EPA delays decision on biofuel blending mandate

Farm Forum

U.S. ethanol makers won a small victory Friday in the long battle between the biofuel and oil industries over how much renewable fuel should be blended into the nation’s fuel supply.

The Environmental Protection Agency said it would further delay and reconsider its proposal to scale back mandated levels of renewable motor fuels for 2014. The agency, which is required by law to set blending levels annually, said it would issue the 2014 target next year at the same time it sets 2015 numbers.

Unlike state blending laws, like Minnesota’s 10 percent-at-the-pump requirement, a 2007 federal law sets annual targets in gallons for every fuel blender, which typically are refiners and fuel marketers. The law aimed to increase renewable fuels as the nation’s fuel consumption grew. But fuel demand isn’t growing as fast as once forecast, and sales of higher-ethanol blends like E-15 remain modest because few stations offer them.

Ethanol producers, especially those pioneering new ways to make fuel from corn cobs and stalks, have fought EPA’s proposal to set the 2014 blending mandate below targets established in the 2007 law. They say it would stifle the emergence of new ways to produce biofuel from cellulosic, or nonfood, plant material.

In a nod to that concern, Janet McCabe, an acting EPA assistant commissioner, said in the announcement Friday that the agency “has been evaluating these issues in light of the purpose of the statute and the administation’s commitment … to increase the use of renewable fuels, particularly cellulosic biofuels” that emit lower greenhouse gases than fossil fuels.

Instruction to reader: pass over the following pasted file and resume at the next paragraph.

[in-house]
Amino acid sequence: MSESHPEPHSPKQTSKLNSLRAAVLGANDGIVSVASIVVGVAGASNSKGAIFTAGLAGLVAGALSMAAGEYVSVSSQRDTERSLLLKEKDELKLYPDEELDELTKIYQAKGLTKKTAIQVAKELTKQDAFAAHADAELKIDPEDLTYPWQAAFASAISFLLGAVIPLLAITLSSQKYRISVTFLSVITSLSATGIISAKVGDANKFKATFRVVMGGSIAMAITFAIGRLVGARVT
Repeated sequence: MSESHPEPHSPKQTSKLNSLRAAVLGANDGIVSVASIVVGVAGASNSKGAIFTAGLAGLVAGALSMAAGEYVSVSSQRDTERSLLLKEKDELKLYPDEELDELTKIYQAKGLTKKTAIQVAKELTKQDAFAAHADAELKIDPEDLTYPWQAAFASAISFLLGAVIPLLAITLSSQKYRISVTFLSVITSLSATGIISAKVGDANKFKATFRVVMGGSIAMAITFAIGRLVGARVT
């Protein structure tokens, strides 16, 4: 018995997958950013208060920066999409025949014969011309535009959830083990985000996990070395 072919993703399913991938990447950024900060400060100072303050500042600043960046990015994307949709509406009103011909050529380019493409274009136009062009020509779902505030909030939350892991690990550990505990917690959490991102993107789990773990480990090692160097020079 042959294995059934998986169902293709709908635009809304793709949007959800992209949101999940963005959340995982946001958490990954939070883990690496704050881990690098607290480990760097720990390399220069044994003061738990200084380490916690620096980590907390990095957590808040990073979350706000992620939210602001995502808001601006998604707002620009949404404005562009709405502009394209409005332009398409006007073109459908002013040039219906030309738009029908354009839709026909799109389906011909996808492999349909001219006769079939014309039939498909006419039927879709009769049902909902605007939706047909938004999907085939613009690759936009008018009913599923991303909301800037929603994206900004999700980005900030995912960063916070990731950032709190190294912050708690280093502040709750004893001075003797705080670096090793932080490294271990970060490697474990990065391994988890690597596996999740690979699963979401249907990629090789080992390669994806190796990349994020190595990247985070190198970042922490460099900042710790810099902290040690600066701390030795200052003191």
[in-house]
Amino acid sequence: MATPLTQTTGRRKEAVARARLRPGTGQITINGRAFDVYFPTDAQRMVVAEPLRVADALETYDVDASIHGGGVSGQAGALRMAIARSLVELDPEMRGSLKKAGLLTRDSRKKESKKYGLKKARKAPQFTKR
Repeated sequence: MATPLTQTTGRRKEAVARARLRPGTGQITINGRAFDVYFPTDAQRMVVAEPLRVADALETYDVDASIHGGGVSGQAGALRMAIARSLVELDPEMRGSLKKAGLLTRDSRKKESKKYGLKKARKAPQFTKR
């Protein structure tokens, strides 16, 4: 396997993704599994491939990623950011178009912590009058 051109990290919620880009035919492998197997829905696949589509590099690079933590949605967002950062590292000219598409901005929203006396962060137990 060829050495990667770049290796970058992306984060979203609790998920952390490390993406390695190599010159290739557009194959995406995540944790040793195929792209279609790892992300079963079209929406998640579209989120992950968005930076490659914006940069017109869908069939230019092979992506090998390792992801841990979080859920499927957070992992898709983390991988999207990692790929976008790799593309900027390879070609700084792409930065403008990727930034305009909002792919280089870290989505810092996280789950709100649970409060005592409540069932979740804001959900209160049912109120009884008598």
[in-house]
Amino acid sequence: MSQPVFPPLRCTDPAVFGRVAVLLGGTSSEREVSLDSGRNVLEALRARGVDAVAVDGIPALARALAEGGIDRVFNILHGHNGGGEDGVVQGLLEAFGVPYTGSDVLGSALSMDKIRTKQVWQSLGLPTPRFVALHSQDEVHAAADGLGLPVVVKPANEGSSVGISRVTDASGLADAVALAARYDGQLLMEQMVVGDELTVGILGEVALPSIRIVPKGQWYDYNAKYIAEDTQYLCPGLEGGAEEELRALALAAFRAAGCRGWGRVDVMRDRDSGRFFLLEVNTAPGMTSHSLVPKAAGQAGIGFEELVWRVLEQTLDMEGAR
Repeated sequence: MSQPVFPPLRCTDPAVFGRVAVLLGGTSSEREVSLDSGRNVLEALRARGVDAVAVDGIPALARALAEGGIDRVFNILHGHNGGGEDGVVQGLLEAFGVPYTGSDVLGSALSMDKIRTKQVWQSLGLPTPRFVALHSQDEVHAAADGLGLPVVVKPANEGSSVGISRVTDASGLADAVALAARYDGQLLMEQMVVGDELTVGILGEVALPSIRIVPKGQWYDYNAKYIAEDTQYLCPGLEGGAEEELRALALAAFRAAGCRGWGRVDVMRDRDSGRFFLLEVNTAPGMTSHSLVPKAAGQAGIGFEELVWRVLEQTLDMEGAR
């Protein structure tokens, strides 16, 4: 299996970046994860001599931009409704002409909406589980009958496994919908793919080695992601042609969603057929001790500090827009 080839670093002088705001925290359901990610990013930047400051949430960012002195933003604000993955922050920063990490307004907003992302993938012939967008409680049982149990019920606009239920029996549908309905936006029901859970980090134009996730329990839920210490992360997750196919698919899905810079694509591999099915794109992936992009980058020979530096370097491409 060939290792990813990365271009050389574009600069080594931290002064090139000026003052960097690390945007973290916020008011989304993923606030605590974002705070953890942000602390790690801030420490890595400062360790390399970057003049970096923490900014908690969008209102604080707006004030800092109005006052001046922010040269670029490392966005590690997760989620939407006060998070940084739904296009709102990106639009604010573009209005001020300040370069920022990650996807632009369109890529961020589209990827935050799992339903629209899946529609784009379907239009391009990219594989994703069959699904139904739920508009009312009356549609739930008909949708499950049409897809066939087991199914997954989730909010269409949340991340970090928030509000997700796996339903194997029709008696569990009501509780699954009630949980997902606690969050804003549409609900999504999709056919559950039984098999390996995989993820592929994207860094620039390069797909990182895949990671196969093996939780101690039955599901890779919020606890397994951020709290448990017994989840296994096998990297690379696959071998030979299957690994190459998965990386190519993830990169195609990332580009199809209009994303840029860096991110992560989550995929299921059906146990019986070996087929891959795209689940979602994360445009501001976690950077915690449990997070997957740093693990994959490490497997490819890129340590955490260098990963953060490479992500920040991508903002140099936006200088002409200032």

“We are pleased the administration did not finalize the flawed proposed rule and thank them for their deliberate and careful approach to this important rule-making,” said Jeff Lautt, CEO of ethanol producer Poet Inc., which operates four plants in Minnesota and recently began operating the nation’s first commercial-scale ethanol plant fed by corn cobs and stalks in Iowa.

But Lautt, in a statement, said the EPA delay still leaves the industry with uncertainty because it “remains unclear is if this action suggests that in future rulemakings they will avoid the same fatal flaws that would have stifled consumer choice, fuel diversity and advanced biofuel development.”

Growth Energy, a biofuels industry trade group, praised the EPA’s retreat. “The decision to withdraw the rule is a win for the renewable fuels industry,” said CEO Tom Buis in a statement.

The oil industry was sharply critical, and the American Fuel & Petrochemical Manufacturers said it would sue the agency, saying the renewable fuel target for 2014 should have been issued in November 2013. The group’s president, Charles Drevna, called further delay “a gross dereliction of responsibility that leaves fuel refiners and the biofuels industry alike to navigate a course of ambiguity.”

The American Petroleum Institute called for repeal of the 2007 law. “The only real solution is for Congress to scrap the program and let consumers, not the federal government, choose the best fuel to put in their tanks,” the trade group’s CEO Jack Gerard said in a statement.